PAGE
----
After watching the first season of The Last of Us, I thought I was sufficiently prepared to review this album, Soul Music for Zombies, from which I was really expecting something like a horror soundtrack. The composer, Jean-Marc Lederman, is known for his concept albums, like the homage to Walter Carlos‘ The Well-Tempered Synthesizer, the dedicated to the music for dinosaurs, the one about the last voyage of the Titanic or the last one focused on the aquatic world. So I thought that, on this occasion, the former member of The Weathermen had made an album of terrifying Goblin-like synthesizers music. But no, Mr. Lederman is also known for his ability to surprise, and here, we have no zombies, no horror music, no even infected. Soul Music for Zombies seems to be a tribute to a bygone, lost era, to a culture that has become a living dead. Lederman wants to resurrect that culture here, using sounds of the era but mixed with industrial tints and his wide range of electronic tricks.
This journey into the past begins with “Blue Note”, an original tribute to the jazz label, in which, using spoken world, a narrator tells us the birth of the term, coined by the writer George Sand. He continues with the first steps of the genre, right up to the creation of the legendary record label. Accompanying the vocals are a series of improvisations on piano, saxophone and drums reminiscent of the genre mixed with Mr. Lederman‘s peculiar electronica. “She is my Candy Cane” mixes classic jazz and blues sounds with electronica and industrial touches in an amazing way. “Didn’t Your Mother Tell You How to Behave” is an original electro-blues track with strange sounds that sometimes make me think of classic video games music. “Andante Ma Non Tropo” references the zombie theme in the title and is a strange piece, with a more classical sound and spectral backing vocals. “The Music Walks Again (The Robert Johson Story)” features Emileigh Rohn on vocals and is a haunting track in which the artist also known as Chiasm sings wonderfully, as always. It reminds me of the dreamier parts of the remarkable albums they have recorded together as Rohn – Lederman. The track speaks of the legend of Robert Johson selling his soul to the devil. “Be My Girl” is dubby electronica that maintains the atmosphere of the previous track. “Murder (Running, Running, Work, Work, Work)” is a faster song, sounding more industrial but with processed vocals that bring the track closer to modern R&B. The album continues with an unrecognisable version of “I put a spell on you” with keyboards and vocals in the background. “La Dolce Vita,” is another peculiar composition, with a chorus and strange sounds that ends with a danceable beat. “O Super(wo)man (Nod to Laurie)” is a tribute to Laurie Anderson, composer of the impossible hit “O Superman”, a fun track with R&B vocals. We finish with “Ding Dong”, another strange piece of futuristic R&B.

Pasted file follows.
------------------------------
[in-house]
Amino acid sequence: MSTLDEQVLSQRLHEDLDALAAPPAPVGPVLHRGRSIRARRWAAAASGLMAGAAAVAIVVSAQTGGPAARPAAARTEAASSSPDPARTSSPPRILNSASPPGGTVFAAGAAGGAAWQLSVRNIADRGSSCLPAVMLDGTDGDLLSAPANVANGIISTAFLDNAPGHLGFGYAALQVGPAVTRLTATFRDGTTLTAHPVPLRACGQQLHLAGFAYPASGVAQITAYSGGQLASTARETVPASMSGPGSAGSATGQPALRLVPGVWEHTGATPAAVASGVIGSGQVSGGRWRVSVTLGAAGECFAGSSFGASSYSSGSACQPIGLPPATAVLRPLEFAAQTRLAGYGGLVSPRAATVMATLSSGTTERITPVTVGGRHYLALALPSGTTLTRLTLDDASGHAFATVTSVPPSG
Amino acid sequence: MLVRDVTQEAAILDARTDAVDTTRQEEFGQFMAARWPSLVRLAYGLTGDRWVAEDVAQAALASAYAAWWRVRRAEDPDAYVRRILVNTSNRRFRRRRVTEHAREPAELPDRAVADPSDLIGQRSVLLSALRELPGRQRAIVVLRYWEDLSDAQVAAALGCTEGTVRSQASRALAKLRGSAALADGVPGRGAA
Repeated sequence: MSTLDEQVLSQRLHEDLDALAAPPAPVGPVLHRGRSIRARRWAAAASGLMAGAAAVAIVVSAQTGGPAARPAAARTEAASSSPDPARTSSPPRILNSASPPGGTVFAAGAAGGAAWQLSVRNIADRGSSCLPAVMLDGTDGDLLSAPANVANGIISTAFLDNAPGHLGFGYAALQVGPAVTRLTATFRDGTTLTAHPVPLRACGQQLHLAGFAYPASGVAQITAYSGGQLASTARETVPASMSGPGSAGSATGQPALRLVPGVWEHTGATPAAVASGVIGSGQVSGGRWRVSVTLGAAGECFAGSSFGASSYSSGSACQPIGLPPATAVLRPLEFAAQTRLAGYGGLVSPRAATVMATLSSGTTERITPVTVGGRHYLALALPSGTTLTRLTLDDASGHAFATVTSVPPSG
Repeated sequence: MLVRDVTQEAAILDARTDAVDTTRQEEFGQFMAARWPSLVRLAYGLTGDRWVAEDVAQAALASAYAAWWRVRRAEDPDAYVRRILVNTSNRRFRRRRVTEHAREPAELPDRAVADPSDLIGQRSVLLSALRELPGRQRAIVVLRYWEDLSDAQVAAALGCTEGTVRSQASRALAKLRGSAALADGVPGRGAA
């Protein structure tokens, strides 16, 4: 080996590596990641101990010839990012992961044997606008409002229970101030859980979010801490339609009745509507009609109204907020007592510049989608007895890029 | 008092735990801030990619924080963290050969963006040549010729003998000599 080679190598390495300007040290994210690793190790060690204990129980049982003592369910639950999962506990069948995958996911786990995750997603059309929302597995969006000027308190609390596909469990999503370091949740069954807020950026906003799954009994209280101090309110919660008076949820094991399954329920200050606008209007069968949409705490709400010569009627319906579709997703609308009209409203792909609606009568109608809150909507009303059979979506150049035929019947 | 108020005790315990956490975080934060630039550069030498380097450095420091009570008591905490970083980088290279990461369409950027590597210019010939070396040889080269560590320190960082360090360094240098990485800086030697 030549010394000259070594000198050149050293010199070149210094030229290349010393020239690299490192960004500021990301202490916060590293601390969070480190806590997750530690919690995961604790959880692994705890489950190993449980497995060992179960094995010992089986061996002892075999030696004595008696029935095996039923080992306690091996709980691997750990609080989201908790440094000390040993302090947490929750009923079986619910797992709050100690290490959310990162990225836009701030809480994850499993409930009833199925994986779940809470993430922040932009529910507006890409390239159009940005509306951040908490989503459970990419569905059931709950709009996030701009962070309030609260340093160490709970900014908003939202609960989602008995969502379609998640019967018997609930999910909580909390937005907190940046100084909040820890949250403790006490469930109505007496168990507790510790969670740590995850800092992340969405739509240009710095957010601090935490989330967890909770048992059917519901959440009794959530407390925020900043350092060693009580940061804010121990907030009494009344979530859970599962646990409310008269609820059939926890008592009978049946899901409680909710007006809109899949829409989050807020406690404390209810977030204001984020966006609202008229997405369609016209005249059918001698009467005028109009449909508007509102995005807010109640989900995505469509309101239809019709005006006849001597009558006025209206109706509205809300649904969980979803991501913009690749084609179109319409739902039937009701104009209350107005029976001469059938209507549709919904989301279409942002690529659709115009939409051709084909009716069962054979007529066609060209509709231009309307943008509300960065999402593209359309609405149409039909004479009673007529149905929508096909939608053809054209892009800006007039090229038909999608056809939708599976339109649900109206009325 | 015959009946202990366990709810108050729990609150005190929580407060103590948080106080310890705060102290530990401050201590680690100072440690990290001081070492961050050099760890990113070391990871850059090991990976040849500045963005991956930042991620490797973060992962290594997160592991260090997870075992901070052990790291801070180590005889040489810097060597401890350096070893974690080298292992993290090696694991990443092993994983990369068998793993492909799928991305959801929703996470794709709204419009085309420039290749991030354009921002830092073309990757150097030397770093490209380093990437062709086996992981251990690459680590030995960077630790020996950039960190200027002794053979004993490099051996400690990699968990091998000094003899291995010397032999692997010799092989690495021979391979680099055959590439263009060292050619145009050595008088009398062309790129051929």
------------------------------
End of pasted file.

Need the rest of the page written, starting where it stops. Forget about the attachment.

Jean-Marc Lederman delivers another fantastic album to add to his incredible discography. Surprisingly, it sounds very modern, perhaps because of the great success that R&B and vocals with effects have today. But I wish mainstream music sounded like this.